Breckenridge business combines old and new technology
David Knell, CEO of TelNG, is a forward thinking technologist who appreciates that some people are caught in a time warp.
The Breckenridge-based telecom company is courting the diminishing fax transmission market with their newest product FaxJack. Knell estimates there are still between 2-5 million fax machines functioning in the U.S.
“We’re riveted firmly to the trailing edge of technology,” he quipped.
Knell, who founded TelNG a decade ago in England, noticed that as more businesses upgraded to IP telephone systems, the marriage with existing fax technology was not exactly a match made in cyber heaven.
IP telephone technology allows for calls to be transmitted over the Internet instead of a traditional circuit-switched network.
“Instead of having a box in the corner to transfer calls, you have a voice over IP that connects to the cloud,” he said.
Once businesses are on an IP phone system problems often arise with fax transmissions due to latency delays. The time between data being sent and received is defined as latency. When transmission delays occur, the data, which is sent as packets of information, gets out of sync, potentially causing packet loss.
“A single dropped packet is enough to cause the fax machine to give up and hang up,” he said. “For people with 50 page documents, it becomes untenable.”
Although for many, more recent technological options have trumped the increasingly outdated fax machine, Knell noted that in certain realms its use is mandated. For example municipalities typically require that construction bids be received via fax. Also due to the Health Insurance Portability and Accountability Act (HIPAA) privacy rules, many doctors prefer to fax medical documents to assure data is not compromised.
“A lot of people rarely send fax (transmissions) nowadays, but in certain industries its still used big time,” he said.
One perk of fax technology is the time stamp noting when the transmission was sent. In fact, Knell said many lawyers prefer to fax documents because they are more conditioned to working with hard copies of documents.
TelNG rented a booth at the ITExpo, a telecommunications conference and trade show that met this October in Anaheim. Knell was a guest speaker and presenter at the conference.
Despite ITExpo’s slogan purporting that attendees will “discover the next frontier in communications,” old habits diehard.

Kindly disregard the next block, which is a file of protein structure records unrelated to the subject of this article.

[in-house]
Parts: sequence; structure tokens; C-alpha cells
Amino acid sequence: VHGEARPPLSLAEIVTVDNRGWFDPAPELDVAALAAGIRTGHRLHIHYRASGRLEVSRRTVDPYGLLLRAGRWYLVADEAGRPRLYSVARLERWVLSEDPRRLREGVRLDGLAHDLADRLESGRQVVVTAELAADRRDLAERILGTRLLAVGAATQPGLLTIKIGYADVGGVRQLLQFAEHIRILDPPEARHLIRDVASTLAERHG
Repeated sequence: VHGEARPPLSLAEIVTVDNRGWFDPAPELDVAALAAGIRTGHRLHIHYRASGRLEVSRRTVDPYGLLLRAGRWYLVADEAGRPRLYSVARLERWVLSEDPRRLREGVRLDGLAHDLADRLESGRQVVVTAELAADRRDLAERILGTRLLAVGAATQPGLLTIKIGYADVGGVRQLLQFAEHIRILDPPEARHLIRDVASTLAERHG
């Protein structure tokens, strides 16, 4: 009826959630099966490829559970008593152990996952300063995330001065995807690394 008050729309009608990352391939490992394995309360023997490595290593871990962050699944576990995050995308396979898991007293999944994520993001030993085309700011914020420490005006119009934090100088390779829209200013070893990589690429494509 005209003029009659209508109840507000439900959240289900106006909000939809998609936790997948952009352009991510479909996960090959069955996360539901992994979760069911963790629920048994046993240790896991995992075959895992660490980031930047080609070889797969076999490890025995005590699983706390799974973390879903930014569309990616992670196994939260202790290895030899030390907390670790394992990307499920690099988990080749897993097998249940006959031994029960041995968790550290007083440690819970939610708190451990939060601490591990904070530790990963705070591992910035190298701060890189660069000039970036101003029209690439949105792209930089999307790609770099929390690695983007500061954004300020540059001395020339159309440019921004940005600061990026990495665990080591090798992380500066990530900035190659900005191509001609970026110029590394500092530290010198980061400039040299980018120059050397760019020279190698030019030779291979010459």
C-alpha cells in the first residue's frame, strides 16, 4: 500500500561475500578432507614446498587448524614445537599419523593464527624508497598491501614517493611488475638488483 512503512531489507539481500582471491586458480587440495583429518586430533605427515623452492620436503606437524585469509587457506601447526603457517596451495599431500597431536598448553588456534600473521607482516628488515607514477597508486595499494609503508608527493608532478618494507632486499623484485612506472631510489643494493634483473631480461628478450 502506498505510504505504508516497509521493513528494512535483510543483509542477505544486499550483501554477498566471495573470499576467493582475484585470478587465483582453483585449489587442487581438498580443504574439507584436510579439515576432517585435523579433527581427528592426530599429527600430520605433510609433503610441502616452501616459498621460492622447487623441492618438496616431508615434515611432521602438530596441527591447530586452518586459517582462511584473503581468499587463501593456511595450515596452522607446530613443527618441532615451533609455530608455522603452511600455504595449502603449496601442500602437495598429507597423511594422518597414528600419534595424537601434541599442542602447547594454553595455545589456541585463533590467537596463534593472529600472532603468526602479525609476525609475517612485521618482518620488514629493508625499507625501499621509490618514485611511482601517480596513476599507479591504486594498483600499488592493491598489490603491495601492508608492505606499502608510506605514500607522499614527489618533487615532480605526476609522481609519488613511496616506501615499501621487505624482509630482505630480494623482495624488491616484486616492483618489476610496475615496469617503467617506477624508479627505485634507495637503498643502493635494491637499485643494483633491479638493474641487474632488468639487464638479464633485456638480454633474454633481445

“We had to fax our info there to reserve a booth,” he said.
There is also an obvious generational divide with new technology. Many people over 50 years of age prefer to use fax over computers, Knell said.
One advantage of IP phone systems is the elimination of long-distance phone charges, as there are no costs beyond the price of Internet access. Also to retain an analog phone line solely for fax purposes could add anywhere from $35-$50 to a company’s monthly expense sheet.
“Our FaxJack product allows reliable faxing over IP networks, thus allowing its users to lose the analog line to which their fax machine’s connected and move to an all-IP solution,” Knell explained.
Essentially the FaxJack apparatus contains software to make packet transmission reliable by adding delay, he said. By adding a three second delay dropped data is avoided.
“What is means is the paper comes out one second later,” he said.
To conduct market research on the demand for FaxJack, Knell attended the International Wireless Communications Expo this past March in Las Vegas. The event is one of the largest gatherings of telecom resellers, Knell explained.
“I figured that would be a good place to start since these people would know if there was a marketplace,” he said. “We walked away with 100 business cards and our ears ringing.”
Although he acknowledged the market is shrinking daily, the response from industry experts was encouraging.
What the future holds for TelNG’s latest venture is still unknown. Knell said while the product is still in the sales phase, as the demand fades, his companies role will shift to servicing existing FaxJack clients.
The global market may keep Knell occupied longer than expected though, as he notes that 60 percent, or approximately 11 million Japanese households still use fax technology.
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